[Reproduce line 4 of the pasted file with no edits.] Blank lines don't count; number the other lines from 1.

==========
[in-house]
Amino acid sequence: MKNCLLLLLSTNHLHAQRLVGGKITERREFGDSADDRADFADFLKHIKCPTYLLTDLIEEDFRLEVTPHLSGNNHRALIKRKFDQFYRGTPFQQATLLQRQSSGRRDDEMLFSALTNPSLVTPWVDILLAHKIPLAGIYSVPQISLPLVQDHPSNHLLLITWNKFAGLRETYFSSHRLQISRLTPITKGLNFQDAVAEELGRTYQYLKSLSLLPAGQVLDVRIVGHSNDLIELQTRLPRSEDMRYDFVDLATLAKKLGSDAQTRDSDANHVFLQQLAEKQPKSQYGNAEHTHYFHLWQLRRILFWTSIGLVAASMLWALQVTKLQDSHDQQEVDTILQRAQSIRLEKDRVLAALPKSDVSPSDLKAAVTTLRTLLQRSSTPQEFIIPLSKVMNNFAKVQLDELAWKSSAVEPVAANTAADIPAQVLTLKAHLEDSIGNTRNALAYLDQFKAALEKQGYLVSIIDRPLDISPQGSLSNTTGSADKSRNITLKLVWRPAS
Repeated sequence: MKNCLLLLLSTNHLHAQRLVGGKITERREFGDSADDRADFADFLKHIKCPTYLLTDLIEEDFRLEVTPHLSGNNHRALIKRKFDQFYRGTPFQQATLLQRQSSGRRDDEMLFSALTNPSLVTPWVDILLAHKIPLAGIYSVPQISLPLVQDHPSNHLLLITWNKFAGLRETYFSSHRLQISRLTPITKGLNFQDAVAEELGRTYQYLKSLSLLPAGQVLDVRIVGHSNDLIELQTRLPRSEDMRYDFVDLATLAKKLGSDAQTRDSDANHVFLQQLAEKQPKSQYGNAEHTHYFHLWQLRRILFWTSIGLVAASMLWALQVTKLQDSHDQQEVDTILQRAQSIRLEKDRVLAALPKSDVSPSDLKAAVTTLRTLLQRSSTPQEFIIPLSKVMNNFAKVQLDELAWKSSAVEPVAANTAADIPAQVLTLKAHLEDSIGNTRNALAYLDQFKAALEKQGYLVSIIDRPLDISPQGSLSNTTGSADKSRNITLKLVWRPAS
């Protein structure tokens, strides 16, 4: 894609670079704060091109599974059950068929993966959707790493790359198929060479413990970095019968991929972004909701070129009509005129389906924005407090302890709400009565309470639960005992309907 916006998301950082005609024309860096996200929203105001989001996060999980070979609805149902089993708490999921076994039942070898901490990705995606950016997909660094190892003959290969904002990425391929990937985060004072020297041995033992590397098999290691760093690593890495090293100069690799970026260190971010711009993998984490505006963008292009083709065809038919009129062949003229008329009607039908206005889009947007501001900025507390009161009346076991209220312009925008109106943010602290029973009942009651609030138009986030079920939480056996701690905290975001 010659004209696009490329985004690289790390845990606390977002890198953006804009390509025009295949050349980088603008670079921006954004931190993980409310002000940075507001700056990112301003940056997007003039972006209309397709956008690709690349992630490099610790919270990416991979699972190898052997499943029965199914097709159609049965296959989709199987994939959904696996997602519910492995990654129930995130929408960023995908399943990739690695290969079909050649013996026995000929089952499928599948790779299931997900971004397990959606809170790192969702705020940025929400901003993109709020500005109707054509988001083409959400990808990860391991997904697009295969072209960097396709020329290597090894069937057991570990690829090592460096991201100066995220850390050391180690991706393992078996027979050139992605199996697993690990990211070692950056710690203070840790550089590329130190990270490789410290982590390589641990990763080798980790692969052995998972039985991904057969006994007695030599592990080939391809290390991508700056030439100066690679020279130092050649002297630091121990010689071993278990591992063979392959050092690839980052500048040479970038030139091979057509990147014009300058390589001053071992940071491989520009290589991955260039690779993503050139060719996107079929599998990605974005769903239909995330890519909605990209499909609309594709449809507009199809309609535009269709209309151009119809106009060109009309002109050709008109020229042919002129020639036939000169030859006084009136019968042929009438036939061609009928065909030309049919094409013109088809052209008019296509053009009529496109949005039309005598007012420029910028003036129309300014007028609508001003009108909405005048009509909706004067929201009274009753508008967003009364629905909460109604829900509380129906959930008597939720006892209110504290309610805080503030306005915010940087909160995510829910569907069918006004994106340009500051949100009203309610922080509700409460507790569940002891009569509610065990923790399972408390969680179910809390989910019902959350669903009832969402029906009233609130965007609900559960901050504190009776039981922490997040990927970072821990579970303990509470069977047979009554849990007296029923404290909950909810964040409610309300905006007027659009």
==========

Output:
């Protein structure tokens, strides 16, 4: 894609670079704060091109599974059950068929993966959707790493790359198929060479413990970095019968991929972004909701070129009509005129389906924005407090302890709400009565309470639960005992309907 916006998301950082005609024309860096996200929203105001989001996060999980070979609805149902089993708490999921076994039942070898901490990705995606950016997909660094190892003959290969904002990425391929990937985060004072020297041995033992590397098999290691760093690593890495090293100069690799970026260190971010711009993998984490505006963008292009083709065809038919009129062949003229008329009607039908206005889009947007501001900025507390009161009346076991209220312009925008109106943010602290029973009942009651609030138009986030079920939480056996701690905290975001 010659004209696009490329985004690289790390845990606390977002890198953006804009390509025009295949050349980088603008670079921006954004931190993980409310002000940075507001700056990112301003940056997007003039972006209309397709956008690709690349992630490099610790919270990416991979699972190898052997499943029965199914097709159609049965296959989709199987994939959904696996997602519910492995990654129930995130929408960023995908399943990739690695290969079909050649013996026995000929089952499928599948790779299931997900971004397990959606809170790192969702705020940025929400901003993109709020500005109707054509988001083409959400990808990860391991997904697009295969072209960097396709020329290597090894069937057991570990690829090592460096991201100066995220850390050391180690991706393992078996027979050139992605199996697993690990990211070692950056710690203070840790550089590329130190990270490789410290982590390589641990990763080798980790692969052995998972039985991904057969006994007695030599592990080939391809290390991508700056030439100066690679020279130092050649002297630091121990010689071993278990591992063979392959050092690839980052500048040479970038030139091979057509990147014009300058390589001053071992940071491989520009290589991955260039690779993503050139060719996107079929599998990605974005769903239909995330890519909605990209499909609309594709449809507009199809309609535009269709209309151009119809106009060109009309002109050709008109020229042919002129020639036939000169030859006084009136019968042929009438036939061609009928065909030309049919094409013109088809052209008019296509053009009529496109949005039309005598007012420029910028003036129309300014007028609508001003009108909405005048009509909706004067929201009274009753508008967003009364629905909460109604829900509380129906959930008597939720006892209110504290309610805080503030306005915010940087909160995510829910569907069918006004994106340009500051949100009203309610922080509700409460507790569940002891009569509610065990923790399972408390969680179910809390989910019902959350669903009832969402029906009233609130965007609900559960901050504190009776039981922490997040990927970072821990579970303990509470069977047979009554849990007296029923404290909950909810964040409610309300905006007027659009």